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ELEMENT 5

HEALTH & SAFETY MANAGEMENT


SYSTEM MEASURING, AUDIT &
REVIEW

ACTIVE MONITORING &


REACTIVE MONITORING

Active monitoring to ensure that health


and safety standards are correct in the
workplace before accidents, incidents or
ill-health are caused.

Reactive monitoring using accidents,


incidents and ill-health as indicators of
performance to highlight areas of
concern

ACTIVE MONITORING

Conformance with standards, so that good


performance is recognised and maintained.

Non-conformance with standards, so that the


reason for that non-conformance can be
identified and corrective action put in place to
remedy any shortfall.

PERFORMANCE STANDARDS

Number and quality of risk assessments covering


work activities.

Provision of health and safety training to


schedule.

Completion of consultative committee meetings


to schedule.

Completion of workplace inspections to schedule.

Completion of safety review meetings to


schedule.

SYSTEMATIC INSPECTIONS

Plant machinery and vehicles as well as any statutory inspections and


examinations.

Premises the workplace and the working environment.

People working methods and behaviour.

Procedures safe systems of work, method statements, permits-towork, etc.

A daily inspection regime where forklift truck drivers inspect their own
vehicles at the start of each shift Plant.

A weekly inspection regime where supervisors check that forklift trucks are
being driven safely People.

A monthly inspection regime where the manager checks the entire


warehouse for housekeeping Premises.

A six-monthly thorough examination of each forklift truck by a competent


engineer to ensure safety of the load-bearing parts Plant.

An annual inspection regime for the storage racking to ensure structural


integrity Premises.

SAFETY INSPECTIONS,
SAMPLINGS, TOURS &
SURVEYS

SAFETY INSPECTIONS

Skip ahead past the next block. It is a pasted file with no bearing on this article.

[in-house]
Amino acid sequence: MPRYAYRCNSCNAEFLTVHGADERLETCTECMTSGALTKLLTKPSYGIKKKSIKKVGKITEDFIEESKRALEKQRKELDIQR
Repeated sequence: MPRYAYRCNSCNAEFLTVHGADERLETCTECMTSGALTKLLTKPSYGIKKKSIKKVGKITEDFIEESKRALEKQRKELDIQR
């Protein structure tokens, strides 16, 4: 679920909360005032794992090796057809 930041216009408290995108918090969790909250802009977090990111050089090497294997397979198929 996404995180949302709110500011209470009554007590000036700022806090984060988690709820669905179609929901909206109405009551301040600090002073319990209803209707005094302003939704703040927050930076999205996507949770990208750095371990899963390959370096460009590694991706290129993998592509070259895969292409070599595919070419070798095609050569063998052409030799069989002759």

ROUTINE

STAUTORY

PERIODIC

PRE USE CHECKLISTS

SAFETY SAMPLINGS

SAFETY TOURS

SAFETY SURVEYS

ARRANGEMENTS FOR
WORKPLACE INSPECTION

TYPE OF INSPECTION

FREQUENCY OF INSPECTION

ALLOCATION OF RESPONSIBILITIES

COMPETENCE AND OBJECTIVITY OF THE


INSPECTOR

USE OF CHECKLIST

ACTION PLANNING

FACTORS TO DETERMINE THE


FREQUENCY OF INSPECTION

Statutory requirements may dictate an inspection


frequency.

The activities carried out and the level of risk.

How well established the process is, e.g. new equipment


may require more frequent monitoring.

Risk assessments may suggest inspections as a control


measure.

Manufacturers may make recommendations as to


inspection frequency and content.

The presence of vulnerable workers, e.g. young and


inexperienced people.

Findings from previous inspections, which may suggest


compliance concerns.

TOPICS THAT MIGHT BE


INCLUDED IN INSPECTIONS

Fire safety including emergency escape routes, signs,


extinguishers.

Housekeeping general tidiness and cleanliness.

Environment issues such as lighting, temperature,


ventilation, noise.

Traffic routes safety of both vehicle and pedestrian routes.

Chemical safety appropriate use and storage of hazardous


substances.

Machinery safety such as correct use of machine guards


and interlocks.

Electrical safety such as portable electrical appliance


safety.

Welfare facilities the suitability and state of.

INSPECTION REPORT STRUCTURE

Executive summary a concise overview of the main


findings and recommendations.

Introduction a few sentences to outline where and


when the inspection took place, who was present and
the reasons for the inspection.

Main findings this can perhaps be divided up into


specific topic areas. For each topic the problem
highlighted can be described in a factual manner and
any relevant legal standard identified.

Recommendations the immediate, medium and longterm actions needed to remedy each of the issues
found should be identified, along with timescales and
responsible persons. Actions should be prioritised on
the basis of risk. Justification of the recommendations

OTHER ACTIVE MONITORING


TECHNIQUES

Health Surveillance

Monitoring worker health can be considered an active


monitoring measure, as carrying out measurements
of parameters such as hearing (through audiometry)
can provide a measure of effectiveness of controls.

Benchmarking

You will remember that the comparison of an


organisations performance with others in the
industry or sector is known as benchmarking. This
provides an indication of how well the organisation is
performing compared with similar companies.

REACTIVE MONITORING

INCIDENT RATE

IR = Number of accidents during a specific time X 1000


period
Average number of workers
over the same time
period

ENFORCEMENT ACTIONS

CIVIL CLAIMS

AUDITING

Auditing is the systematic, objective, critical